Software Engineering - PowerPoint PPT Presentation

Loading...

PPT – Software Engineering PowerPoint presentation | free to download - id: 141882-NzVmZ



Loading


The Adobe Flash plugin is needed to view this content

Get the plugin now

View by Category
About This Presentation
Title:

Software Engineering

Description:

Nuclear meltdown is so rare (well almost) that even a catastrophic impact is acceptable ... Install failsafe systems to prevent a meltdown ... – PowerPoint PPT presentation

Number of Views:34
Avg rating:3.0/5.0
Slides: 42
Provided by: TomP90
Learn more at: http://www.csm.ornl.gov
Category:

less

Write a Comment
User Comments (0)
Transcript and Presenter's Notes

Title: Software Engineering


1
Software Engineering
  • Dr. Thomas E. Potok
  • Adjunct Professor UT
  • Research Staff Member ORNL

2
Agenda
  • Project
  • Midterm dates
  • Risks
  • Risk management

3
Risk
  • A very popular notion, but little studied
  • Low risk projects are easy
  • Only the courageous are willing to take on
    high-risk project
  • You arent really doing your job if you dont
    take on some risk

4
What is risk
  • Risks within a nuclear power plant
  • Meltdown
  • Radiation leak
  • Loss of power
  • Safety violation

5
Two components of risk
  • Potential loss or impact
  • What is the impact of a potential risk
  • If it happens, what is the result
  • Catastrophic - substantial loss of life, money,
    or property
  • Major - Significant injury, loss of money, or
    property
  • Minor - Mild injury, loss of money, or property
  • Trivial - Minimal injury, loss of money, or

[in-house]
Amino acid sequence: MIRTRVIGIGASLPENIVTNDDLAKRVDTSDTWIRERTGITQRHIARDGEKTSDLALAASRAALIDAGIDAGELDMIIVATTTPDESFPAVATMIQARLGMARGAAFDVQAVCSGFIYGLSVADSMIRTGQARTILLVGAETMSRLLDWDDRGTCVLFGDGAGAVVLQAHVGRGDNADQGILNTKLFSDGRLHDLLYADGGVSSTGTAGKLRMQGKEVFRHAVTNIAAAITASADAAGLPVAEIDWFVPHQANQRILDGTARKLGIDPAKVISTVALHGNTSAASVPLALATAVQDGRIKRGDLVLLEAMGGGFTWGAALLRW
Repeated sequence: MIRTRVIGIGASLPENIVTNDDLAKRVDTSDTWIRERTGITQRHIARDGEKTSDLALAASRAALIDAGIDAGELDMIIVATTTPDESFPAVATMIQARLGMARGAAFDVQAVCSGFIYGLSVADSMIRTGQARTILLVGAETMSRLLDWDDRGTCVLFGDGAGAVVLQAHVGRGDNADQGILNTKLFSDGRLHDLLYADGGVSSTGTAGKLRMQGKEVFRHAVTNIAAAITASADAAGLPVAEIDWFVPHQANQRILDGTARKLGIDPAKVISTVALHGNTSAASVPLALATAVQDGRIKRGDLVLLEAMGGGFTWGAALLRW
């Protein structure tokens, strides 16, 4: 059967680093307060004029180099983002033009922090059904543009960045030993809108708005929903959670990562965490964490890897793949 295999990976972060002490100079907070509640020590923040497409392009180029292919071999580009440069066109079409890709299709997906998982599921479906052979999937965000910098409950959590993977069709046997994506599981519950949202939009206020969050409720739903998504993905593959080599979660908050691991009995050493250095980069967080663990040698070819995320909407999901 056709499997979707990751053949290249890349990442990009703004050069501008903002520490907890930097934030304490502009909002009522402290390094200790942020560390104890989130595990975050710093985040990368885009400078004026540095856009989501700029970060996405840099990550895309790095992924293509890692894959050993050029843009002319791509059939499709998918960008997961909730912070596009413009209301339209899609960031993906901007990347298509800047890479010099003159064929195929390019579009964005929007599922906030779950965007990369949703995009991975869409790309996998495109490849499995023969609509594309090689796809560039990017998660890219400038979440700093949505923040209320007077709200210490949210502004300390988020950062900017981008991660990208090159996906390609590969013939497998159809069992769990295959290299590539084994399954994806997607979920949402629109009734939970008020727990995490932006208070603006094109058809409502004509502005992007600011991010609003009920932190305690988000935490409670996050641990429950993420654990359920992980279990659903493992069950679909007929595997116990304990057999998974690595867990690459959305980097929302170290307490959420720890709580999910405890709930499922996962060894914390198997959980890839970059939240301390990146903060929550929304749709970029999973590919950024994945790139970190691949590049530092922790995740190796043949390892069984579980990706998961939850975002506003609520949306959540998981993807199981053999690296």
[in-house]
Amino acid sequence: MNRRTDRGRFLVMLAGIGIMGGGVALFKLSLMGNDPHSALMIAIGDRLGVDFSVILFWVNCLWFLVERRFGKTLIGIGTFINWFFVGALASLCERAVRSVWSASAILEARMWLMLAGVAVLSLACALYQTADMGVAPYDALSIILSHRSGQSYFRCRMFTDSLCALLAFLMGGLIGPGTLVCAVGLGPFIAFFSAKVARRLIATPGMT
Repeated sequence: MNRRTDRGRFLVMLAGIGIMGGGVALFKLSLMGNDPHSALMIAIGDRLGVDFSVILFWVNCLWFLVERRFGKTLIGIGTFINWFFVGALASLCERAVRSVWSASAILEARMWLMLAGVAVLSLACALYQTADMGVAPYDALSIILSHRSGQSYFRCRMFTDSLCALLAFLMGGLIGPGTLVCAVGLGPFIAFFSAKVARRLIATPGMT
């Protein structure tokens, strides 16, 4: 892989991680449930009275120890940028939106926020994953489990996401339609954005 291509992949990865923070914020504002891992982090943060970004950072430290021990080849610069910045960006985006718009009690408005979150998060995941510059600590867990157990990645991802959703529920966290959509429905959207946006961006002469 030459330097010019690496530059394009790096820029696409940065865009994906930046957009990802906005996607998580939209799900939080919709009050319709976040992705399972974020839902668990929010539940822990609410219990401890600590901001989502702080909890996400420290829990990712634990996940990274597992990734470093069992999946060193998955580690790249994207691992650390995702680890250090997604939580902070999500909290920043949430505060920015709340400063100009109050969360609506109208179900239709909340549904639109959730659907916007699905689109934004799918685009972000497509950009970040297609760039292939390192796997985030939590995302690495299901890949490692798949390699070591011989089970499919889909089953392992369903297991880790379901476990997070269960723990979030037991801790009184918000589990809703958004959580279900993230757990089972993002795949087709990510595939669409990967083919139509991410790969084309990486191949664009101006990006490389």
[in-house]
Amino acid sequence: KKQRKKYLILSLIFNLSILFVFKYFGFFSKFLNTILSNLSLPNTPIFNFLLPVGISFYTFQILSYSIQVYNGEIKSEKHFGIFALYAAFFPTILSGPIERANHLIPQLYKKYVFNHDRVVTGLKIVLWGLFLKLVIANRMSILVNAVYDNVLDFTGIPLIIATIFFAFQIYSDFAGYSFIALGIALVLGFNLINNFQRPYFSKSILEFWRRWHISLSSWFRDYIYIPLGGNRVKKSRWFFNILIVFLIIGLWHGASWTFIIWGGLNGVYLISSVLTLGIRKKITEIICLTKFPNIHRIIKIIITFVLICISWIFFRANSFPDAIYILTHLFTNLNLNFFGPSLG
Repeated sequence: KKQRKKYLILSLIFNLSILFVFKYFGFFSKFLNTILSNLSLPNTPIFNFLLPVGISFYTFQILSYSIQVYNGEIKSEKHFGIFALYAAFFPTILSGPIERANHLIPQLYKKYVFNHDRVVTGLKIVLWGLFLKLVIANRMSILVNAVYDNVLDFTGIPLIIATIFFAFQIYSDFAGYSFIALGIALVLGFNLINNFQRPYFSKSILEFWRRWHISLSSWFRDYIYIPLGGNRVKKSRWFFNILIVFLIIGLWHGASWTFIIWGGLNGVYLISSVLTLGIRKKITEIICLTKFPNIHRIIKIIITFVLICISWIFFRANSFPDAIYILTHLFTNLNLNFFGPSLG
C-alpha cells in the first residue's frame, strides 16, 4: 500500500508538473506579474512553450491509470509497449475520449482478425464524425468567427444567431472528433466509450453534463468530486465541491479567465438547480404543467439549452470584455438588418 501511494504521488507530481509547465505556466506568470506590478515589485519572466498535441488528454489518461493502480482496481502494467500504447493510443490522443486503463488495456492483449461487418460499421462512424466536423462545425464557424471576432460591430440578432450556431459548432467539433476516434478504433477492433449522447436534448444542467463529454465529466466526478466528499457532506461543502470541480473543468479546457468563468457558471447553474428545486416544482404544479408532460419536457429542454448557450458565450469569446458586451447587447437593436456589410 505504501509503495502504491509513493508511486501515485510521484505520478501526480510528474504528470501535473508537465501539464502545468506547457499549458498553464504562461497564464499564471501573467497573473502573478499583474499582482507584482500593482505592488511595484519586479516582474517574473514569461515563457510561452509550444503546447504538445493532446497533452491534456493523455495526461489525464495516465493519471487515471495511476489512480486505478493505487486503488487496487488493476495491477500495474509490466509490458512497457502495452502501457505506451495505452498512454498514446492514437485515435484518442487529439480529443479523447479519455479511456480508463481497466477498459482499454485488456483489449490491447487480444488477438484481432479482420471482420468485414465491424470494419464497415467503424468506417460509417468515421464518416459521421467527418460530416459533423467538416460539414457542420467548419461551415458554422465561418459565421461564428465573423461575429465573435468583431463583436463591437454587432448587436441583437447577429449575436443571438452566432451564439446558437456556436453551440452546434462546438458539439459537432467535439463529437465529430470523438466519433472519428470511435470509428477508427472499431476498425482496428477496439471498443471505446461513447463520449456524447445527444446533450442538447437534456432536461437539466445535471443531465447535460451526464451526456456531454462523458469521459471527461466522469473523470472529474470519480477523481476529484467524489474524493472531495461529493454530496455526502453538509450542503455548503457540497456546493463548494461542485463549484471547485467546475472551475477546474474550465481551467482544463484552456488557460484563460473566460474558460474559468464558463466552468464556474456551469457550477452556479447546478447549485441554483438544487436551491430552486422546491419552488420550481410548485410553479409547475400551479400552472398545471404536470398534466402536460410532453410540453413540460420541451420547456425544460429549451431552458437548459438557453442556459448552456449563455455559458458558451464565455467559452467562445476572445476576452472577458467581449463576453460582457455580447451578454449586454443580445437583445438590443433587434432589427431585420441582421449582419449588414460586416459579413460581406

property

6
Two components of risk
  • Probability of occurrence
  • What is the probability that the risk will occur
  • How likely is it that the risk will occur
  • Quite likely - will occur
  • Likely - Probably will occur
  • Unlikely - Probably will not occur
  • Rare - Very unlikely

7
Impact Vs Probability
High Probability and High Impact
8
Impact Vs. Probability
  • Nuclear meltdown is so rare (well almost) that
    even a catastrophic impact is acceptable
  • Likewise, a very probable even, such as a safety
    violation will have such a minor impact that it
    too is acceptable
  • Problems arises when a major problem is likely to
    occur

9
What to do with risks?
  • Reduce or avoid the impact of the risk
  • Put nuclear plants in low populated areas
  • Build plants with strong containment walls
  • Reduce or avoid the probability of the risk
    occurring
  • Install failsafe systems to prevent a meltdown
  • Train personnel on how to react in emergency
    situations

10
Software Risks Management
  • Objective Identify, address, and eliminate
    software risks before they become a threat to the
    successful software operation
  • Actions
  • Risk Assessment
  • Risk identification
  • Risk Analysis
  • Risk Prioritization
  • Risk Control
  • Risk management planning
  • Risk resolution
  • Risk monitoring

11
Risk Identification
  • Checklists
  • Resource
  • Right people
  • Right equipment
  • Enough money
  • Schedules
  • Driven by economy
  • Driven by politics
  • Technology
  • Available
  • Maturity level
  • Requirements
  • Stability
  • Complexity

12
Resources
  • Wrong skills or experience
  • If you need Java code written, and no one knows
    Java, you are in trouble
  • Wrong leader
  • Leader is a great programmers, but does not know